Continue reading Smartphone Apps Reduce Depression

Internet of Things (IoT) and Your Healthcare

IoT for Healthcare — A $163 billion opportunity

Internet of Things Enabled Healthcare

Healthcare is a highly valuable albeit highly contentious industry. Soaring costs, complex insurance regulations used at times as much for political leverage as for ensuring patient care, overworked doctors and nurses, and ongoing public health issues all influence the way patients interact with medical professionals and other caregivers.

illustration of smartphones, computers, etc. used for healthcare IoTTo some extent all of these problems, along with many others that plague healthcare service delivery, could be streamlined, and outcomes improved, through better access to real-time information, innovative monitoring techniques and predictive diagnostics–all solutions the Internet of Things can enable.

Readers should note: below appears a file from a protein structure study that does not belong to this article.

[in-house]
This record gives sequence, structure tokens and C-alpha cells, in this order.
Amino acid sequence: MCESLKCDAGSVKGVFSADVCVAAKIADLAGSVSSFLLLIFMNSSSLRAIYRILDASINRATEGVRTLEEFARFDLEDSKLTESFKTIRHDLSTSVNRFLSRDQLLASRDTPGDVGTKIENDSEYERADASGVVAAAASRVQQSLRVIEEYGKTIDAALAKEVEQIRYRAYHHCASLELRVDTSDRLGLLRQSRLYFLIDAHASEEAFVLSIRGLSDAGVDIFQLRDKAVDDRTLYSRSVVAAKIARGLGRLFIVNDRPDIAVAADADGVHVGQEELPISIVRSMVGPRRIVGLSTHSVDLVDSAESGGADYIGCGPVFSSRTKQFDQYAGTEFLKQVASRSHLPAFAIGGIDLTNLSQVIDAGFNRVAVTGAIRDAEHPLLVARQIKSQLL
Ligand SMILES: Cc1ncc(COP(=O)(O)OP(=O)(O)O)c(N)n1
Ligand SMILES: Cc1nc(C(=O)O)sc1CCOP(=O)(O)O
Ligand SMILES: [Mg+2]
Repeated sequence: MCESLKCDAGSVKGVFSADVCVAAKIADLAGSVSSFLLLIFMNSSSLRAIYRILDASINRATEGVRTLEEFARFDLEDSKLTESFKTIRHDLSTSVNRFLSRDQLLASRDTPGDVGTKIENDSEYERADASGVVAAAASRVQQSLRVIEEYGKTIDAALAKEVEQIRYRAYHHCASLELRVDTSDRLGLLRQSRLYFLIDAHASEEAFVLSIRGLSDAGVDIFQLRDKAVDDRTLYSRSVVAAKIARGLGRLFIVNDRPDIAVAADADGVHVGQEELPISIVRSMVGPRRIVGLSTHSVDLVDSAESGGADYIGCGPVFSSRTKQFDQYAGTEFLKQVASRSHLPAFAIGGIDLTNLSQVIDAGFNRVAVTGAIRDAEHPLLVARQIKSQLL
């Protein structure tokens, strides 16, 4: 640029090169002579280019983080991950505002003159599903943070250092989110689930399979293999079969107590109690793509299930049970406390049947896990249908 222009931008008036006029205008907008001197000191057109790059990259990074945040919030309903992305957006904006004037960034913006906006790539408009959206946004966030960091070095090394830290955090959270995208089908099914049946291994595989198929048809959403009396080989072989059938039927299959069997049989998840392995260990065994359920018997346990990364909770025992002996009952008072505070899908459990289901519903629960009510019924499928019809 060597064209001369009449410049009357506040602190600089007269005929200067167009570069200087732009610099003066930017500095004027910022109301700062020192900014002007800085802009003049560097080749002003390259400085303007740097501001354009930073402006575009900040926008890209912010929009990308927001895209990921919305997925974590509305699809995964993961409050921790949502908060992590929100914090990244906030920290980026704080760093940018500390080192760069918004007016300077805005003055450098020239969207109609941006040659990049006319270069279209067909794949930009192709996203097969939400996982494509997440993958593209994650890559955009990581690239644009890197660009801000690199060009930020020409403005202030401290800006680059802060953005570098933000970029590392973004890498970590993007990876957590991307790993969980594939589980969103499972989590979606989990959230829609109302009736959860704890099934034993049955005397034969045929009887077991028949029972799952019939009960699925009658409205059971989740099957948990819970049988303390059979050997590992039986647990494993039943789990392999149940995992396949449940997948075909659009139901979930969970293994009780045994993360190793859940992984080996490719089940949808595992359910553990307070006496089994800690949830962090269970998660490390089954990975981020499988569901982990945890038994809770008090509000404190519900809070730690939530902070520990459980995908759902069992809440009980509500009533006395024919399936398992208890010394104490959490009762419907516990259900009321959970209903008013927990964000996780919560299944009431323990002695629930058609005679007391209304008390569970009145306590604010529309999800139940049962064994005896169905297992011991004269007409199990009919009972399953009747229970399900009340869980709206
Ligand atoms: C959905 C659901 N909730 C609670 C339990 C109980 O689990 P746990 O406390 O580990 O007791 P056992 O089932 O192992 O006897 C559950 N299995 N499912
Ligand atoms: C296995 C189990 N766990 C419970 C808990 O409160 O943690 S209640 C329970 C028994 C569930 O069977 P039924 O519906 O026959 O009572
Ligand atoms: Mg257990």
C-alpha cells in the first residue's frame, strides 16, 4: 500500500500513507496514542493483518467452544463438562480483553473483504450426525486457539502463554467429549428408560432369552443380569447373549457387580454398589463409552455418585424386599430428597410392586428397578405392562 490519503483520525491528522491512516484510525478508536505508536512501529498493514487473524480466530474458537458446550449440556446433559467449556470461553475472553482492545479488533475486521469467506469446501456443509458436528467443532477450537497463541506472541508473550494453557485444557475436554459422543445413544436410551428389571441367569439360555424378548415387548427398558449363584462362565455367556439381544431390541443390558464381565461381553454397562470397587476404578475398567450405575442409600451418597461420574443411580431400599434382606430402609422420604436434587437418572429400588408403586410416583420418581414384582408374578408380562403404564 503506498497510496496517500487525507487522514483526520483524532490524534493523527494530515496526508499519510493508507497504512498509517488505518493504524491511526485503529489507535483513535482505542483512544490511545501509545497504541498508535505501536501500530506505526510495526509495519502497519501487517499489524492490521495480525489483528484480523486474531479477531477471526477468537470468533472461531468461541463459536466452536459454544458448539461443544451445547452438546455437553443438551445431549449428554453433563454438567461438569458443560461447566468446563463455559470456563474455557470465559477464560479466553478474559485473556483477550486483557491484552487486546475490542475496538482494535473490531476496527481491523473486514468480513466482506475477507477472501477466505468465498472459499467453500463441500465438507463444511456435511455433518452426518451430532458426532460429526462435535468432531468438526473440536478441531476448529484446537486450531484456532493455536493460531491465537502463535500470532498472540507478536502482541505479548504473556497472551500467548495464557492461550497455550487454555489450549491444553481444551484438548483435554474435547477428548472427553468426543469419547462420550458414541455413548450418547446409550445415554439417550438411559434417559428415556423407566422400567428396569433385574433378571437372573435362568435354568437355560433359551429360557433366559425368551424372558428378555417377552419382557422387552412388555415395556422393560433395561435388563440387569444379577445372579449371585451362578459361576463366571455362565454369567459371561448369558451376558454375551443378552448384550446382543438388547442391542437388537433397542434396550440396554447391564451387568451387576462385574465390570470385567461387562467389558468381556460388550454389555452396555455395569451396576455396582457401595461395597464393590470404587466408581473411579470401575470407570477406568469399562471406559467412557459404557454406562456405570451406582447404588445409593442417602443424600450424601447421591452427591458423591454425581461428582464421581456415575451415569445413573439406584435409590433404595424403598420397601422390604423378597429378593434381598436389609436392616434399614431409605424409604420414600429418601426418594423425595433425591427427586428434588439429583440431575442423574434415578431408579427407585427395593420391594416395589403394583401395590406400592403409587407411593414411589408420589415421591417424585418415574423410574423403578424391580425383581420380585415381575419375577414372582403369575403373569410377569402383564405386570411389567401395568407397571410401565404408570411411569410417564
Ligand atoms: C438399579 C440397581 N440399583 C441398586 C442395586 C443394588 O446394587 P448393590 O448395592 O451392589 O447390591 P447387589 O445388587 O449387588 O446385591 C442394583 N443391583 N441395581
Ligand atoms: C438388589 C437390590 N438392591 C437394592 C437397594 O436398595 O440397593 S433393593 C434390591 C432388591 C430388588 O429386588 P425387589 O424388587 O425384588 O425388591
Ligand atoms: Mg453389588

IoT as a Healthcare Industry Disruptor

Based on research conducted by Accenture Consulting and published earlier this year, 73% of healthcare executives think IoT will be “disruptive” within three years. In keeping with a broader theme impacting enterprise IoT adoption, the research further finds that only 49% of healthcare executives say “their leaders completely understand what” the IoT means for the industry.

Despite an apparent hesitancy, digital research firm eMarketer projects an $163 billion value for IoT-related healthcare by 2020, representing a compound annual growth rate of more than 38% from a 2015 baseline.